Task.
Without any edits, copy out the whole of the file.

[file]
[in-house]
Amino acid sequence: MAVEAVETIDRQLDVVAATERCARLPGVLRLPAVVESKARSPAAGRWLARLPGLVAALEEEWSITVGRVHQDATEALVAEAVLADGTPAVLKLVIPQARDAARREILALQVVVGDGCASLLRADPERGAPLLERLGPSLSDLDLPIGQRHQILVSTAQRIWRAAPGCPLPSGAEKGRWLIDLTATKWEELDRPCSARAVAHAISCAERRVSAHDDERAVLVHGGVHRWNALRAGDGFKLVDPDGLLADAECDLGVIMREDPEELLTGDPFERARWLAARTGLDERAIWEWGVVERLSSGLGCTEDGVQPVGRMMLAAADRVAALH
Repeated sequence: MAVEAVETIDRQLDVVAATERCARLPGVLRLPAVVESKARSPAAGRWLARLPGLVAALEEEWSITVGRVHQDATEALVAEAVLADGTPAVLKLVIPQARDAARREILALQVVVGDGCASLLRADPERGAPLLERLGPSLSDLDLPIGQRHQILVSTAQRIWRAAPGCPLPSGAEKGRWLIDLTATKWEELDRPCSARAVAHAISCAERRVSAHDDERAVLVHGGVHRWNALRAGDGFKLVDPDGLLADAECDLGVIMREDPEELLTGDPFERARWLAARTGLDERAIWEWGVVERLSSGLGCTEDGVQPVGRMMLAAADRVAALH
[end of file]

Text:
[in-house]
Amino acid sequence: MAVEAVETIDRQLDVVAATERCARLPGVLRLPAVVESKARSPAAGRWLARLPGLVAALEEEWSITVGRVHQDATEALVAEAVLADGTPAVLKLVIPQARDAARREILALQVVVGDGCASLLRADPERGAPLLERLGPSLSDLDLPIGQRHQILVSTAQRIWRAAPGCPLPSGAEKGRWLIDLTATKWEELDRPCSARAVAHAISCAERRVSAHDDERAVLVHGGVHRWNALRAGDGFKLVDPDGLLADAECDLGVIMREDPEELLTGDPFERARWLAARTGLDERAIWEWGVVERLSSGLGCTEDGVQPVGRMMLAAADRVAALH
Repeated sequence: MAVEAVETIDRQLDVVAATERCARLPGVLRLPAVVESKARSPAAGRWLARLPGLVAALEEEWSITVGRVHQDATEALVAEAVLADGTPAVLKLVIPQARDAARREILALQVVVGDGCASLLRADPERGAPLLERLGPSLSDLDLPIGQRHQILVSTAQRIWRAAPGCPLPSGAEKGRWLIDLTATKWEELDRPCSARAVAHAISCAERRVSAHDDERAVLVHGGVHRWNALRAGDGFKLVDPDGLLADAECDLGVIMREDPEELLTGDPFERARWLAARTGLDERAIWEWGVVERLSSGLGCTEDGVQPVGRMMLAAADRVAALH